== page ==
Back in 1992, I went to a rock concert — Metallica, at the Pacific Coliseum… the Black Album tour, arguably their best. A very memorable concert, but before the show… something just as memorable…
Back in those days, like today, you stood in line to get checked by security before going in. Back then, they weren’t looking for guns or knives, though of course those would be confiscated… they didn’t even care about drugs. But alcohol, and the bottles that would house it — that was the big no-no. My friend and I were good little boys, so no concerns. We waited more than 15 minutes for the line to slowly snake its way to the doors, but we finally got there… and then this happened: My friend went in first, and the security guy frisked him…. and frowned. “What’s this?”, he asked…. “Huh?”, says my friend…. “Oh… oh shit… uh… oh boy….” and reaches into some lower hidden pocket of his relatively thick winter jacket and pulls out… a grenade.
Not a live grenade, of course… just a $5 army-surplus “hey, that’s pretty cool” sort of grenade. I imagine if this were today, some undertrained overzealous security fill-in would scream out “GRENADE!!” and there would be pandemonium. But back then…
“Yeah, I’m afraid you can’t take that in with you.”
“No… no, of course not. I’m so sorry. I…”
“You’ll have to check it.”
“… check it?”
“Yeah, coat check… go in, turn left… far wall, there’s a coat check… leave it there.”
So in we go, turn left, go to the far wall to the coat check… he puts the grenade down on the counter. Coat check older lady doesn’t bat an eye… she picks it up, tapes a number to it, gives him the corresponding number, and puts the grenade on the shelf behind her. He hands her $1. Surreal.
After the epic concert, we’re herded out along with the rest of the unruly mob… and we’re far from the coat check, on the other side of the building. “What about your grenade?”, I asked him, as we approached the exit. His response strongly implied he wasn’t too interested in retrieving it.
Every time I see a grenade (which isn’t too often, notwithstanding the Bruno Mars’s song 10 years ago), I think about that grenade. I wonder what became of it? Did it sit on that shelf for a while? Did it make its way down to the Lost-and-Found? Is it still in some “Forgotten stuff people have left behind” pile in some basement storage room? It probably made its way into someone’s home, and when that person is asked where it came from, I wonder what they say.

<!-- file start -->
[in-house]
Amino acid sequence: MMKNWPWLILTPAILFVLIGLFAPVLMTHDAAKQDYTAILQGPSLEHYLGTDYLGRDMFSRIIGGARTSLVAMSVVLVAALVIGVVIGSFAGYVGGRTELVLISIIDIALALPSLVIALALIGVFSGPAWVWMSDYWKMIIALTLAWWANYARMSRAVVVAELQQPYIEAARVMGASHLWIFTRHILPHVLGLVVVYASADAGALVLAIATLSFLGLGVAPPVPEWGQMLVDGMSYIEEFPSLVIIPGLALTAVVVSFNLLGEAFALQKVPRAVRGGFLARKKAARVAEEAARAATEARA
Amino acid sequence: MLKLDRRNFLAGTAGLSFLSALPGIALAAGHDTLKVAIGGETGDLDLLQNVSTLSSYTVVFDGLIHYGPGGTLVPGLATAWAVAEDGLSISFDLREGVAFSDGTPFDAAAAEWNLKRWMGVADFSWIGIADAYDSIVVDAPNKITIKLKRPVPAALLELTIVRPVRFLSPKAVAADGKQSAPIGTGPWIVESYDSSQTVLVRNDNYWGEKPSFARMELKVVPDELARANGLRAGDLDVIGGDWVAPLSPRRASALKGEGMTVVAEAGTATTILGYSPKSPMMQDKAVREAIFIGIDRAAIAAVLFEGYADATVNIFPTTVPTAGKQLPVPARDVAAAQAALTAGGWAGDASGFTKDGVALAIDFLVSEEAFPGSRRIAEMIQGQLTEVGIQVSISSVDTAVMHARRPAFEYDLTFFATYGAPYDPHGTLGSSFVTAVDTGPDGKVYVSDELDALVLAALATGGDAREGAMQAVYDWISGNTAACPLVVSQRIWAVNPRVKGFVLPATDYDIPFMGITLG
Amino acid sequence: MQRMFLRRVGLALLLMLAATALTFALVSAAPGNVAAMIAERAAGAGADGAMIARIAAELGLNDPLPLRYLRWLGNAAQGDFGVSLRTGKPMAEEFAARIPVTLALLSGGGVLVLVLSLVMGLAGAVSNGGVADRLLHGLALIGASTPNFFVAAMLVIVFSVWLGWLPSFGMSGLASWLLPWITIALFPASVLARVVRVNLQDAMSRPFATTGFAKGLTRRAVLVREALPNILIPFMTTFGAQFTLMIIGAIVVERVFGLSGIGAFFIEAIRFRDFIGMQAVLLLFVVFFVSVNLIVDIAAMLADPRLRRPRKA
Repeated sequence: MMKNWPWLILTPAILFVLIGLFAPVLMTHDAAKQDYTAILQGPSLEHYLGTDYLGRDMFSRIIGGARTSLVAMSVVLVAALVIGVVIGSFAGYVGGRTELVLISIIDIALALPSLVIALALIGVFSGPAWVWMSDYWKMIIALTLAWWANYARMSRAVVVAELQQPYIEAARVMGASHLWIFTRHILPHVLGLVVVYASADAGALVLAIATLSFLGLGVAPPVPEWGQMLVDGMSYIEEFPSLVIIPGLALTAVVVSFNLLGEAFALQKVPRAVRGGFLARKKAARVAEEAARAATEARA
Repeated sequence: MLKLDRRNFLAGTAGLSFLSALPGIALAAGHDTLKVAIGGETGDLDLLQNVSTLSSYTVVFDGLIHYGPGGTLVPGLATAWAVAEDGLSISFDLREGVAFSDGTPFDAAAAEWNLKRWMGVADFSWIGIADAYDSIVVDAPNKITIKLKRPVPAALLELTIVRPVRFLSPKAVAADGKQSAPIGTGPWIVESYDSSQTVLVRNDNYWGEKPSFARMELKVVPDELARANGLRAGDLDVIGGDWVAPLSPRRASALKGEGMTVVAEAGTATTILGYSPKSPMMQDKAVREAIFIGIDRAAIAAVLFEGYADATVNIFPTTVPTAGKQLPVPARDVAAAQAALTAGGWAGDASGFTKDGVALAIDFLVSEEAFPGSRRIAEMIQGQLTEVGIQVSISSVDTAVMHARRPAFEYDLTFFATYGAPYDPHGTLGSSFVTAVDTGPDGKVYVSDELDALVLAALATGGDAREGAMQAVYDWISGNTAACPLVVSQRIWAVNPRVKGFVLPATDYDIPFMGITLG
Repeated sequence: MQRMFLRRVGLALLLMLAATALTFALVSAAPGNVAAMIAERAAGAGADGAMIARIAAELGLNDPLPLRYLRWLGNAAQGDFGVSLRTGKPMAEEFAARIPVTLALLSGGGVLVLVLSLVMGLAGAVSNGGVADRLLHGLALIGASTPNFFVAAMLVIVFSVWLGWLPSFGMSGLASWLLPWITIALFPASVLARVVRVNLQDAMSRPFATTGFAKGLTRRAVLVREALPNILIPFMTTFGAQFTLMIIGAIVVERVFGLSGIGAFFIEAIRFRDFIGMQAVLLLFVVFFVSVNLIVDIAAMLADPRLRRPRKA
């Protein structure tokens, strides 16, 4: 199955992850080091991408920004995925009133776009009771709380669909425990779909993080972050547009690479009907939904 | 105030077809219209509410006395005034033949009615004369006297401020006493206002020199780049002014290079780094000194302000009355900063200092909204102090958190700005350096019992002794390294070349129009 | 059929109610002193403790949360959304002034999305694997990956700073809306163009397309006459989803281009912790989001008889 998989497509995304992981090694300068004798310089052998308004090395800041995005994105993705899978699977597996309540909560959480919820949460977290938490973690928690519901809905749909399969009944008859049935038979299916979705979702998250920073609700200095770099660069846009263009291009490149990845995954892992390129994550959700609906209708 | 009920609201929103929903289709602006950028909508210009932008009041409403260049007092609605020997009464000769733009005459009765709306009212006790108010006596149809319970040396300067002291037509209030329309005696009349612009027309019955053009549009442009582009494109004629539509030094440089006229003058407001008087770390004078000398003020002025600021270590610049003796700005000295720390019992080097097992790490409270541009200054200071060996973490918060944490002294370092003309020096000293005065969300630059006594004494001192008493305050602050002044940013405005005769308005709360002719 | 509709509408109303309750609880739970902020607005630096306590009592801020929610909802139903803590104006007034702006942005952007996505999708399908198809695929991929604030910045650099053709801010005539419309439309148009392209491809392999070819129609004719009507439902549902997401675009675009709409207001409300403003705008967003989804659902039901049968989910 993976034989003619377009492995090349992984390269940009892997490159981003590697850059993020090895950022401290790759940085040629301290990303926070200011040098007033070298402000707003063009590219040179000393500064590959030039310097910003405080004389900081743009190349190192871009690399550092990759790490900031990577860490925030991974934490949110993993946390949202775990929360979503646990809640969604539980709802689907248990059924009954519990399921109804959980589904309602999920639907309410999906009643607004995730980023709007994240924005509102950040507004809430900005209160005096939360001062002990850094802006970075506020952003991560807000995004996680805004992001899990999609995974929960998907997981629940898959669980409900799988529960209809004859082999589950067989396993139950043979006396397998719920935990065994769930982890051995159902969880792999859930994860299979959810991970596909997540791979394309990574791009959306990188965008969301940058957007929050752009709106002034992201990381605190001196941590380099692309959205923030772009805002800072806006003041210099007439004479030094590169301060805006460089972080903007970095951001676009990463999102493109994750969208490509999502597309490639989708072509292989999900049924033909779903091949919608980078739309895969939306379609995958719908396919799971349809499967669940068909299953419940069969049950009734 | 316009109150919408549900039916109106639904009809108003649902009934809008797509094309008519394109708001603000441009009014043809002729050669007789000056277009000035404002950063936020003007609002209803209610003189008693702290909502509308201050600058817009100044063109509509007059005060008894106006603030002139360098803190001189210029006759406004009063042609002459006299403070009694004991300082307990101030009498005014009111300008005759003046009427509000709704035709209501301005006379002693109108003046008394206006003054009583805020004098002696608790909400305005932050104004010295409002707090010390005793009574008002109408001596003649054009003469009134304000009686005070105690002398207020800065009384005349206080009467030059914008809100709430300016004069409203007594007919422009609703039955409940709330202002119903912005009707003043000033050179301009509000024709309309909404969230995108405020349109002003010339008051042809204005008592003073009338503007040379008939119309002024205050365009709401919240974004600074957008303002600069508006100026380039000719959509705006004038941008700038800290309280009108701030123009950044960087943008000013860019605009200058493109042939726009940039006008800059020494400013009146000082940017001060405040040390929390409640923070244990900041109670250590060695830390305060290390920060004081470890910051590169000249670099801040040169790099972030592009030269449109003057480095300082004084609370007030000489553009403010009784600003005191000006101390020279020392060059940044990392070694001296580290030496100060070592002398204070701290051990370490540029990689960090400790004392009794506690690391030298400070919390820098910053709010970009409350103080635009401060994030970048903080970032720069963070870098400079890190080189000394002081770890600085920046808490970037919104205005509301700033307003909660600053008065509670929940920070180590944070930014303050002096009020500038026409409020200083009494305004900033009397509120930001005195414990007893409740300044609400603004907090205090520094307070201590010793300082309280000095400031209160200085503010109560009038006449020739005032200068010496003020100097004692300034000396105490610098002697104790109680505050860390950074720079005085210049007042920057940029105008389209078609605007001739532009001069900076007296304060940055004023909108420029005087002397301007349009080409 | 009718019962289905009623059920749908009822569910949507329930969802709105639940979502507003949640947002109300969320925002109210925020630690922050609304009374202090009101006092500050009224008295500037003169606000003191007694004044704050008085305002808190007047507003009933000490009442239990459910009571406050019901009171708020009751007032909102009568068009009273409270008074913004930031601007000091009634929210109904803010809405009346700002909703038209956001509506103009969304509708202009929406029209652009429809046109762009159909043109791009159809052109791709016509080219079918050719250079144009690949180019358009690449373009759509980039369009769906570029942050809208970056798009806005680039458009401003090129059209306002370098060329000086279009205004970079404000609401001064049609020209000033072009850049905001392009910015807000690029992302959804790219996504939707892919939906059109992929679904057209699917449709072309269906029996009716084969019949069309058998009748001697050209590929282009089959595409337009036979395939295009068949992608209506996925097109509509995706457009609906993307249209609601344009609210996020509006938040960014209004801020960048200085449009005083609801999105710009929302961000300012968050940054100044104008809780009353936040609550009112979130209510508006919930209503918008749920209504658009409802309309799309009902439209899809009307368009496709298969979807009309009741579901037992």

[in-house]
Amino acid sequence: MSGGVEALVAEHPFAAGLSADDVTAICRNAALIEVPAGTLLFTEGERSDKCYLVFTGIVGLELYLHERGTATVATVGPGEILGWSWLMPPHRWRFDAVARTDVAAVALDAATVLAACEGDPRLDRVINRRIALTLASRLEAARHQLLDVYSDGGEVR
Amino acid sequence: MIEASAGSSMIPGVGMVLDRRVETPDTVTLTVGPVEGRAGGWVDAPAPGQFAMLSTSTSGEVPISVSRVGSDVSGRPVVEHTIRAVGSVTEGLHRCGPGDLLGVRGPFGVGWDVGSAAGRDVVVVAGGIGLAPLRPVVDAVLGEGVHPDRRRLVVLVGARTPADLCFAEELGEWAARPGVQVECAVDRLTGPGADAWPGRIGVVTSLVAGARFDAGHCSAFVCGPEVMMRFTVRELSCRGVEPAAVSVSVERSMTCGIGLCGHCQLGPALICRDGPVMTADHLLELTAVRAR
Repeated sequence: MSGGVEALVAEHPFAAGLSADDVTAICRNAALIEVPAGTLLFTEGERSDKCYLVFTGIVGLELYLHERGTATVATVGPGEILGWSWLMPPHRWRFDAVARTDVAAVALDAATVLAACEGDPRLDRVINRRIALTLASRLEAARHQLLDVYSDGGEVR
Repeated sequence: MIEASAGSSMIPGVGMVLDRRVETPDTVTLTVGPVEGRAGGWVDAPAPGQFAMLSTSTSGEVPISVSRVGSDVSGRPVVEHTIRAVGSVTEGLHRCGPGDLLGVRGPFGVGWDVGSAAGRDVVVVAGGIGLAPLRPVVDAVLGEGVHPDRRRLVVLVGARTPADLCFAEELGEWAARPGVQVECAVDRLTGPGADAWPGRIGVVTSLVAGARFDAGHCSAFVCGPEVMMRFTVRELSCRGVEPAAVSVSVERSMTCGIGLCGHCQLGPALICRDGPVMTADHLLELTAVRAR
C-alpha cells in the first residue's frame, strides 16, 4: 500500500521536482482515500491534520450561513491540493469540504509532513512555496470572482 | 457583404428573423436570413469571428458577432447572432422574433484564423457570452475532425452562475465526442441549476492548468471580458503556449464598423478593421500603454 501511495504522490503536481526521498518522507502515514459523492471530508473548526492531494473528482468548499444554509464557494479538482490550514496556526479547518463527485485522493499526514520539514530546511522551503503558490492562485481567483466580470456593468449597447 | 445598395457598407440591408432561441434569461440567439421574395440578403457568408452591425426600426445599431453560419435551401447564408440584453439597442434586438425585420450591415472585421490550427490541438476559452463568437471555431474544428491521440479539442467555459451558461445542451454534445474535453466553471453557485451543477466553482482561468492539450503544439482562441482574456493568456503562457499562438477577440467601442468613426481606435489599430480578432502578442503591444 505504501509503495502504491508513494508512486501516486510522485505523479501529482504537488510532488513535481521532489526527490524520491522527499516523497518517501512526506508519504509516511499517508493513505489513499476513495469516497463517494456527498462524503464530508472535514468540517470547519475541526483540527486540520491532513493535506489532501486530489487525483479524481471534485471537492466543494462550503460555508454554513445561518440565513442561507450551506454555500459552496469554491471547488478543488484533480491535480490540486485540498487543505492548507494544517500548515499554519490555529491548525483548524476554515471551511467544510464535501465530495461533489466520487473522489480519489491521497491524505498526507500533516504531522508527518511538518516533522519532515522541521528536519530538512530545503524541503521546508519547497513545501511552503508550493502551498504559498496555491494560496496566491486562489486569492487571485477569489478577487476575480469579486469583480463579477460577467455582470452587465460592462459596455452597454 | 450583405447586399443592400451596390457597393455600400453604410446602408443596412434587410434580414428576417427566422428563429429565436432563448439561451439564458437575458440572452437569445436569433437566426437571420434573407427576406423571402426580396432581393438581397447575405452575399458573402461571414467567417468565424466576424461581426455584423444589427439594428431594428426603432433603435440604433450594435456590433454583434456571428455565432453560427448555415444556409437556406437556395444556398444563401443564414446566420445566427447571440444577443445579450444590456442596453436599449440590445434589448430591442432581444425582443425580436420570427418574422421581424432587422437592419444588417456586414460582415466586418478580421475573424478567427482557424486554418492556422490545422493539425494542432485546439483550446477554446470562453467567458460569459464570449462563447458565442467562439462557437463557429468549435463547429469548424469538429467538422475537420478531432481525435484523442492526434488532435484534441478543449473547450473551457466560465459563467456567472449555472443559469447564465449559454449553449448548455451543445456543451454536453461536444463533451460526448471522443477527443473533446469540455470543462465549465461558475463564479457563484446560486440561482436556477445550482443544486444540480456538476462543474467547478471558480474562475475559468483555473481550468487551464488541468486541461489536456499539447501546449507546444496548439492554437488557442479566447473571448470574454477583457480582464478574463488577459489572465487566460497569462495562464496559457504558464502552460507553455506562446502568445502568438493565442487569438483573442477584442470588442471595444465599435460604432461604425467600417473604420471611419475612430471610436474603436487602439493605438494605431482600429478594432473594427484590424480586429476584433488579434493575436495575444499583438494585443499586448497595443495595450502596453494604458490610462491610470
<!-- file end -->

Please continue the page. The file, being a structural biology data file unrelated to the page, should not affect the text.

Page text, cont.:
This is the sort of story that wouldn’t happen today. Even here in Canada, where we’re a lot more chill than south of the border, but still. At one point, I suppose it was ok. These days, no way.
While I’ve been around, Vancouver has gone through three growth spurts, timed with three relevant events… Expo’86, the late 90’s handoff of Hong Kong back to China… and, more recently, the 2010 Winter Olympics. All of them brought lots of people to the city… and many of those people liked what they saw, and decided to stick around.
Those three events shifted the identity of this city… growth, diversity… some degree of “world-class”ness… creating different versions of time and place. Context. A grenade today on a U.S. city street during a protest? Serious problem. 30 years ago at a concert in Vancouver? Not so much.
It’s interesting how I always manage to tie-in some distant historical curiosity of my life and make it relevant to this present-day pandemic. And, more recently, tie it into the societal changes that are occurring. There’s no magic in my writing… it’s just the simple fact that history repeats itself, more often than we think. In concrete terms, pandemics have been reappearing for as long as man has been around. So have protests. And concerts. Same old stuff, dressed-up to be relevant as the flavour of the day. And whenever these days, you’re finding yourself thinking, wow… this is unimaginable. This impossible. This can’t be happening.
Yes, it’s imaginable, possible and it’s happening… again. Because it’s happened before. And it’ll happen yet again. It might look different… H34N87. COVID-68. Civil unrest because the [X] people are sick and tired of the [Y]’s people treatment of them.
We are living in interesting times, but let’s be clear… we’re not that special. Most people have lived through their generation’s versions of the same things. The key aspect is… did they learn anything from it? Have we learned from what they’ve learned, or are we doomed to make the same mistakes?
Yup… some rhetorical questions answer themselves.